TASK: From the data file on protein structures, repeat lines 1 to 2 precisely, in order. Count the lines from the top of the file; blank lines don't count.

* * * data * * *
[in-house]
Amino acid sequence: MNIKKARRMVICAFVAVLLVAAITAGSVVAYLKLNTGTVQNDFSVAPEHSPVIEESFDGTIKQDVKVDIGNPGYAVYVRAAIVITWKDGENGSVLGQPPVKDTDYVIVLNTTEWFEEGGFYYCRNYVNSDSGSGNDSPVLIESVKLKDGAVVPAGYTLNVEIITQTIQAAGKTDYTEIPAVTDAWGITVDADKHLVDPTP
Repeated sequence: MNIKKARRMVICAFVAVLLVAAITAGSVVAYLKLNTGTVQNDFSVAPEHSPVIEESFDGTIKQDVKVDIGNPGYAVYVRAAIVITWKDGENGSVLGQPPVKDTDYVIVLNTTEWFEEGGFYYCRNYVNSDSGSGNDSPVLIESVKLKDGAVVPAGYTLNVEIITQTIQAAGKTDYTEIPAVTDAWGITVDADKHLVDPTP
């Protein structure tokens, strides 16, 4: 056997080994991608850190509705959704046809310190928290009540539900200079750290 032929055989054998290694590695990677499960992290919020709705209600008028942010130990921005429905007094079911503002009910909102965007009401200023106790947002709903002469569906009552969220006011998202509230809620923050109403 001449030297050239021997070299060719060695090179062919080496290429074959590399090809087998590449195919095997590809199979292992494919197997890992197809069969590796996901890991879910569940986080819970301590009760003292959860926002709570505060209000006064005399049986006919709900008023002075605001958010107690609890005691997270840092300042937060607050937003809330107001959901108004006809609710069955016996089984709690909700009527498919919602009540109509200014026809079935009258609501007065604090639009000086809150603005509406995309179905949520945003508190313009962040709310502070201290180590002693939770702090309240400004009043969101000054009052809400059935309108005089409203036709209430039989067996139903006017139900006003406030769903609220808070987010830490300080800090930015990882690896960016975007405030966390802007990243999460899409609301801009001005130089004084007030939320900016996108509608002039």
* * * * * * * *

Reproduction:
[in-house]
Amino acid sequence: MNIKKARRMVICAFVAVLLVAAITAGSVVAYLKLNTGTVQNDFSVAPEHSPVIEESFDGTIKQDVKVDIGNPGYAVYVRAAIVITWKDGENGSVLGQPPVKDTDYVIVLNTTEWFEEGGFYYCRNYVNSDSGSGNDSPVLIESVKLKDGAVVPAGYTLNVEIITQTIQAAGKTDYTEIPAVTDAWGITVDADKHLVDPTP